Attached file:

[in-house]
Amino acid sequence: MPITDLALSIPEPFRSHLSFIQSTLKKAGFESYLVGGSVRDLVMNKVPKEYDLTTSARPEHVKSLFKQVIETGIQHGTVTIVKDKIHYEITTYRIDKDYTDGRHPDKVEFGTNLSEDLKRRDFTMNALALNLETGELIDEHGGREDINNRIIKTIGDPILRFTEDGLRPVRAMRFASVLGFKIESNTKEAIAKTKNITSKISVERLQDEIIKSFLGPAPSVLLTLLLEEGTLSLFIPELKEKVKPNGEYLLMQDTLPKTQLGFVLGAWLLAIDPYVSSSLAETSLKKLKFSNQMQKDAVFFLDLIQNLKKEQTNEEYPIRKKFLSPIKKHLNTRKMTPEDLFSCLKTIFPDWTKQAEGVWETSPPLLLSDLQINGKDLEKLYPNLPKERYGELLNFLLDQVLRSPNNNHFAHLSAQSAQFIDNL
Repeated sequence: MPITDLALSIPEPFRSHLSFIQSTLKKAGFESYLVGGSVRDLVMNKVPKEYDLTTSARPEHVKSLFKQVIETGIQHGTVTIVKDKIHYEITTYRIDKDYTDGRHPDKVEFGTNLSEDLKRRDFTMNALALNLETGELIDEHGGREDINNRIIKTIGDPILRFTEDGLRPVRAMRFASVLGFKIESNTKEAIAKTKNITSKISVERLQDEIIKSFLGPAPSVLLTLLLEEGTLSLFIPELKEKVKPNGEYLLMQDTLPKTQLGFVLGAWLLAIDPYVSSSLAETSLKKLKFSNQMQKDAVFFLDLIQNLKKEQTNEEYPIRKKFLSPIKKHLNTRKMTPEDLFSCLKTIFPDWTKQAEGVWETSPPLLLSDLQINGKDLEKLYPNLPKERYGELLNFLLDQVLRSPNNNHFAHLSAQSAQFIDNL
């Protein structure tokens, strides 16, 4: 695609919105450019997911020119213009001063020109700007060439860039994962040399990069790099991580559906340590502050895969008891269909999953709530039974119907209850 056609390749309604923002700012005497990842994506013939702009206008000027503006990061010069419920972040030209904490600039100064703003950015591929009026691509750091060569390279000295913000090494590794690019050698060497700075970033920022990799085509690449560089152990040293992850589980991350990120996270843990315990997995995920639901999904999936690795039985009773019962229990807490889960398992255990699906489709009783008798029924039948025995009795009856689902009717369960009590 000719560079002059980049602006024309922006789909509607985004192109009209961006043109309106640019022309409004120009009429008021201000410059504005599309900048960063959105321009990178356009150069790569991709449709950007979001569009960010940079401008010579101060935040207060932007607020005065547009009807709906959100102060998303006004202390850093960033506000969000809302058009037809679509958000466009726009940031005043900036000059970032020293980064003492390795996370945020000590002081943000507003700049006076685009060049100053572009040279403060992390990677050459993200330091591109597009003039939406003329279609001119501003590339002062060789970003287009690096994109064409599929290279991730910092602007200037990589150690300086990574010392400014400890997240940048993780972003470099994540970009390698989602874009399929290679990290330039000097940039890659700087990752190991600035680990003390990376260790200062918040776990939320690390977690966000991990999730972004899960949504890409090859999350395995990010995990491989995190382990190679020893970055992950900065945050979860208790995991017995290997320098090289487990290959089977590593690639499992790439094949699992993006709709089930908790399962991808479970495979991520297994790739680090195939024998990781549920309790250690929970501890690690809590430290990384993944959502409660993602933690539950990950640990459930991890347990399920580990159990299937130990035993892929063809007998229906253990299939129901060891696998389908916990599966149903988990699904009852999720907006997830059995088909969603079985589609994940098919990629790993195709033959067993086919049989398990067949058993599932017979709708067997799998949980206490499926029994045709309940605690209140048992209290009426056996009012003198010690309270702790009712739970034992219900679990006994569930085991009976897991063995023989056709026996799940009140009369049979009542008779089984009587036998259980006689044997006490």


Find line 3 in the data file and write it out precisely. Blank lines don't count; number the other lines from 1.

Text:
Repeated sequence: MPITDLALSIPEPFRSHLSFIQSTLKKAGFESYLVGGSVRDLVMNKVPKEYDLTTSARPEHVKSLFKQVIETGIQHGTVTIVKDKIHYEITTYRIDKDYTDGRHPDKVEFGTNLSEDLKRRDFTMNALALNLETGELIDEHGGREDINNRIIKTIGDPILRFTEDGLRPVRAMRFASVLGFKIESNTKEAIAKTKNITSKISVERLQDEIIKSFLGPAPSVLLTLLLEEGTLSLFIPELKEKVKPNGEYLLMQDTLPKTQLGFVLGAWLLAIDPYVSSSLAETSLKKLKFSNQMQKDAVFFLDLIQNLKKEQTNEEYPIRKKFLSPIKKHLNTRKMTPEDLFSCLKTIFPDWTKQAEGVWETSPPLLLSDLQINGKDLEKLYPNLPKERYGELLNFLLDQVLRSPNNNHFAHLSAQSAQFIDNL